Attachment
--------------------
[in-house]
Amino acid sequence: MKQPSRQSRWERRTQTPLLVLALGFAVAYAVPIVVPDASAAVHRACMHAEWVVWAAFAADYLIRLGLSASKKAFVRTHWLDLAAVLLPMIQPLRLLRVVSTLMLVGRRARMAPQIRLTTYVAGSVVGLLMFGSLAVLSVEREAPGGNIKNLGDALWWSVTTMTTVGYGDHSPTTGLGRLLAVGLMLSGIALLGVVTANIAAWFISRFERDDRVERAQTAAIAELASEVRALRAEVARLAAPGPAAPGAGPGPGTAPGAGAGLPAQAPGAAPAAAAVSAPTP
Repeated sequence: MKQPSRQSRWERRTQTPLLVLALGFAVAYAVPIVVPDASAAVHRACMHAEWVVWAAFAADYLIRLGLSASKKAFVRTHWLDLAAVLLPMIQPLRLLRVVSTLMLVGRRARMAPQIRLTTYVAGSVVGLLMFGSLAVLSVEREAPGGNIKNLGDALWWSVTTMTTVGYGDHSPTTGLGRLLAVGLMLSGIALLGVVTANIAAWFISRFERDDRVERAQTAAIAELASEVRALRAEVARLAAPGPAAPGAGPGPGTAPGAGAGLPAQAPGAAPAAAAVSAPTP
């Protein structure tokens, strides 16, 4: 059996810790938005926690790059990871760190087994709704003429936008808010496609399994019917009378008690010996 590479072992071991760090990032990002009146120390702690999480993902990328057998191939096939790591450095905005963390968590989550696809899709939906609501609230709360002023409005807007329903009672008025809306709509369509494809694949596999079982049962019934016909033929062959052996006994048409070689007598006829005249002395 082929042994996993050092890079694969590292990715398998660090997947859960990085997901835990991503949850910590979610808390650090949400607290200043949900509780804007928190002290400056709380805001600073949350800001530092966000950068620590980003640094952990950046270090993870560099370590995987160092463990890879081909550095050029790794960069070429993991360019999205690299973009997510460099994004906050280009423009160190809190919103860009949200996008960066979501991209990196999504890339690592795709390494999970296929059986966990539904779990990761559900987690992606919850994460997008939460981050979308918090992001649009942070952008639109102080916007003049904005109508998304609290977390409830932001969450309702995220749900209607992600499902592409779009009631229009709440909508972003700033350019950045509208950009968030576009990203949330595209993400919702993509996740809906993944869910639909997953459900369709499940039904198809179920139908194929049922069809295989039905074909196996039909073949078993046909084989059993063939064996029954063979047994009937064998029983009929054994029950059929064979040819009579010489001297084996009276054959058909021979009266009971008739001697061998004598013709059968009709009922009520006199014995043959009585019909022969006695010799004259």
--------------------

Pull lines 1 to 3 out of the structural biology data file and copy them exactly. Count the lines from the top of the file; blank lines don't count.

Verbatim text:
[in-house]
Amino acid sequence: MKQPSRQSRWERRTQTPLLVLALGFAVAYAVPIVVPDASAAVHRACMHAEWVVWAAFAADYLIRLGLSASKKAFVRTHWLDLAAVLLPMIQPLRLLRVVSTLMLVGRRARMAPQIRLTTYVAGSVVGLLMFGSLAVLSVEREAPGGNIKNLGDALWWSVTTMTTVGYGDHSPTTGLGRLLAVGLMLSGIALLGVVTANIAAWFISRFERDDRVERAQTAAIAELASEVRALRAEVARLAAPGPAAPGAGPGPGTAPGAGAGLPAQAPGAAPAAAAVSAPTP
Repeated sequence: MKQPSRQSRWERRTQTPLLVLALGFAVAYAVPIVVPDASAAVHRACMHAEWVVWAAFAADYLIRLGLSASKKAFVRTHWLDLAAVLLPMIQPLRLLRVVSTLMLVGRRARMAPQIRLTTYVAGSVVGLLMFGSLAVLSVEREAPGGNIKNLGDALWWSVTTMTTVGYGDHSPTTGLGRLLAVGLMLSGIALLGVVTANIAAWFISRFERDDRVERAQTAAIAELASEVRALRAEVARLAAPGPAAPGAGPGPGTAPGAGAGLPAQAPGAAPAAAAVSAPTP